I think playing neat is a way to go, from losing doing things right to winning consistently. We seek to build a simple, automatic game, with the ability to repeat the same shots and with the same emotions. That is, instead of winning by doing things wrong, losing doing things right until you build a game. Trying to do things well without wanting to do great things.
The shot is there, we do not have to look for it all the time. It’s like the key inside the bag, we know it’s there even though we do not know exactly where. If not, we enter into a destabilizing change.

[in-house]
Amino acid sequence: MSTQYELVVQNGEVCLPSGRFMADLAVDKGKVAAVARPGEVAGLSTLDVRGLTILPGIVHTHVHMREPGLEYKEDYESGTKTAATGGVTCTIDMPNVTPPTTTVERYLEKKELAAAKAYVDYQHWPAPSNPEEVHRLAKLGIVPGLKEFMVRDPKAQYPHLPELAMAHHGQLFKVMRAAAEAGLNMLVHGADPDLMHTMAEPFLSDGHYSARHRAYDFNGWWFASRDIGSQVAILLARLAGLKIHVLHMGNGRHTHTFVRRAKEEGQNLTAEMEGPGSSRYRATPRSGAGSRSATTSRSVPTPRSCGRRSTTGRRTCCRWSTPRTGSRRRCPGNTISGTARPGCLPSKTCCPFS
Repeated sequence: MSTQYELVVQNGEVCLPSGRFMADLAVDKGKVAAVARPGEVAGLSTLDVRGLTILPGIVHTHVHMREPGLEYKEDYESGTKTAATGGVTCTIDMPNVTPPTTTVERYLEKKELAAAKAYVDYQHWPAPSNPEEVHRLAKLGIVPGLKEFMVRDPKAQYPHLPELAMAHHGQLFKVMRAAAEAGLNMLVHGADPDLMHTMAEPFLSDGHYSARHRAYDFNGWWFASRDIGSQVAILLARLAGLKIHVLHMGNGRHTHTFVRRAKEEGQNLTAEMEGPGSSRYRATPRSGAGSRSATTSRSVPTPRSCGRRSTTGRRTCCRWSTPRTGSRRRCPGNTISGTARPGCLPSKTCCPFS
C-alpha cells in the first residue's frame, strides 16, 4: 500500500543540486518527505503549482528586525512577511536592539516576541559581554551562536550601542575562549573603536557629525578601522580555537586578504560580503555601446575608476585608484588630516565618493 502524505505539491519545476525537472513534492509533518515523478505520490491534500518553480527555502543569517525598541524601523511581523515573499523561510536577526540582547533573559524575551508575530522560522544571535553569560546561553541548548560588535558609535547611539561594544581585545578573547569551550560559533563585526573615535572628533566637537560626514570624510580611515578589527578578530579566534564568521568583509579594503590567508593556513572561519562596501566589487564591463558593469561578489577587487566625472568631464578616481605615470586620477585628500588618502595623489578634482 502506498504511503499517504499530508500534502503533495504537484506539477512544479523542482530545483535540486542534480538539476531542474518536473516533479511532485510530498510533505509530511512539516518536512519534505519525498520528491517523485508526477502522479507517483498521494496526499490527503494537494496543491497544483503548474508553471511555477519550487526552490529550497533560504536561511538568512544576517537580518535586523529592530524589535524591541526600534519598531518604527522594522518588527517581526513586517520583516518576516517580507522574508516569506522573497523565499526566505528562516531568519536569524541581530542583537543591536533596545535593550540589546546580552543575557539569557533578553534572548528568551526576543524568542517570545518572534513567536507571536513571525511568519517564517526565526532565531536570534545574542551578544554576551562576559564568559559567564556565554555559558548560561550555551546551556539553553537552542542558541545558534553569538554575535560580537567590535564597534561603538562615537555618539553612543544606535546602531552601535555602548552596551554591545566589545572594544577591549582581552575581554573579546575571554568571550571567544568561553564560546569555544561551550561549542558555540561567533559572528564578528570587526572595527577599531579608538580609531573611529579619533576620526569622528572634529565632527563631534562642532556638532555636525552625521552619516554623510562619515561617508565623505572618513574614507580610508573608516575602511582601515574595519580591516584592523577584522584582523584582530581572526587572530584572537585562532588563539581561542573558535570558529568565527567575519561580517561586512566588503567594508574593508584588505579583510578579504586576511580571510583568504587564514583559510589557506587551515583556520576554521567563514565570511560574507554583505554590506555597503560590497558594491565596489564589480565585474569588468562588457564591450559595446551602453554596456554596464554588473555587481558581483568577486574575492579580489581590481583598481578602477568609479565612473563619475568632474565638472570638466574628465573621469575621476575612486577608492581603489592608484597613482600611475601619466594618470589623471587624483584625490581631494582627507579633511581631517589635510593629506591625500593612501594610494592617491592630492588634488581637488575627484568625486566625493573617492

One of the risks of perfectionism is to be permanently looking to improve the blow or have a better feeling when hitting, and that search leads to great instability. The priority is to have a stable game that can eventually be improved but not at the cost of losing the consistency achieved.
Birdies appear, bogeys we make them, we build them. They tell us about a stabilization process that is not yet consolidated.
When the prolixity is prioritized over the result, the player builds a guaranteed game floor, which has to do with the relative guarantee that the shots have. In this way, the game, beyond the margin of error that every shot can have, ends up having a margin of error that is guaranteed to be limited.